It is difficult to predict when the virus will be contained. The recovery is majorly based on this, even though the demand in the market is quite promising. However, there are rampant fears of customers cancelling orders placed earlier on.

Prashant Suryawanshi.

Prashant Suryawanshi, MD, Manitowoc Cranes Potain India, says, “At Manitowoc India, we are fortunate that none of our customers cancelled their orders during the lockdown period. But, like other companies, we expect to see additional headwinds in Q2 and Q3 as we transition out of the lockdown and into the new normal.”

Their factories are officially producing again, including the Chakan plant, which restarted on May 6.
Determined to do best

Moving with the times, companies are also compelled to introduce novel machines. They are required to adhere to global safety standards, comply with environmental and pollution regulations as well as incorporate energy saving features. Bhatia says, “From the equipment/fleet owner’s point of view, keeping track and controlling the assets is most important and it is here that smart technologies are getting smarter. Our Hyster-TIL ReachStackers incorporate state-of-the-art safety features, which employ onboard machine diagnostics and telemetry. The latter plays a vital role in significantly improving all aspects of fleet management – machine productivity, total cost of operations, operator performance and safety – by way of wireless asset management. The optimal design of power-packs and drivelines of all our Truck Cranes, from 30 to 80MT capacity- is an example of our endeavor to extract the last ounce of power from the engines.”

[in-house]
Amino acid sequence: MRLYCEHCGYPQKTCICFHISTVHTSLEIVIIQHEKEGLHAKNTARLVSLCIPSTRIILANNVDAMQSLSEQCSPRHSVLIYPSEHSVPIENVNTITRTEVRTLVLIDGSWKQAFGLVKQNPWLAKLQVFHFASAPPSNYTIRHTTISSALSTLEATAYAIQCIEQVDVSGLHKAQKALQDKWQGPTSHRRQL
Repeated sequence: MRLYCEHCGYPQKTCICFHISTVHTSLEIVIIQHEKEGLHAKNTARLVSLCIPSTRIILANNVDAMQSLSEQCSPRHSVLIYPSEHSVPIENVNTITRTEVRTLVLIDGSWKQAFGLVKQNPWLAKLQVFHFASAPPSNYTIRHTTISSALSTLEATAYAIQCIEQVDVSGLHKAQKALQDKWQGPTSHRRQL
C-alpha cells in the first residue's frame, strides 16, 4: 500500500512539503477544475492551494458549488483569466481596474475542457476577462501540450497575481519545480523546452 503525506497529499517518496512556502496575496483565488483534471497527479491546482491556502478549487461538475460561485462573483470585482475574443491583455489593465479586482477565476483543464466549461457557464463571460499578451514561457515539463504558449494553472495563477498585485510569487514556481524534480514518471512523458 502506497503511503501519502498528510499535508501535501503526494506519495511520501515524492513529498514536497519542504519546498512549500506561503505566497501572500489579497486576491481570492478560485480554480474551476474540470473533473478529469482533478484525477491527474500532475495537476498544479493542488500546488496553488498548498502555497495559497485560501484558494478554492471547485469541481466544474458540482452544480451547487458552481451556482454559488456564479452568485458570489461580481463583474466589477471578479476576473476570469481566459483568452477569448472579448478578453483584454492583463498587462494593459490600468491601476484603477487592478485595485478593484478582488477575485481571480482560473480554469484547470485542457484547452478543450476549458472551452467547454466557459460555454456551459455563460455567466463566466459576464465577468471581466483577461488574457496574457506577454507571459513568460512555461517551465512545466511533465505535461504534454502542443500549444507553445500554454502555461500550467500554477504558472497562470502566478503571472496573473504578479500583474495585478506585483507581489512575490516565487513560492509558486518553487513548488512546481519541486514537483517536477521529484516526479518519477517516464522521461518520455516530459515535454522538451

Speaking about his machines, Suryawanshi says, “Topless cranes are becoming the go-to solution for projects utilizing precast concrete, which is an increasingly popular choice for the speed and simplicity it brings to jobsites. Maximum capacity for the Potain MCT 205 is 10 t while at its 65 m jib end it can still handle an impressive 1.75 t. The crane’s modern design makes it quick to erect, with the heaviest group of components weighing just 7.9 t, while the full 65 m jib can be placed in a single lift. As for the largest topless crane from Potain’s Asia Range, the MCT 565 offers a 25 t maximum load and jib length configurations from 30 m to 80 m in 5 m increments. At its 80 m jib end, it can handle an impressive 4 t. Despite its increased size, the new model stays true to the design characteristics of Potain topless cranes, with easy transport and erection combining with excellent on-site performance.”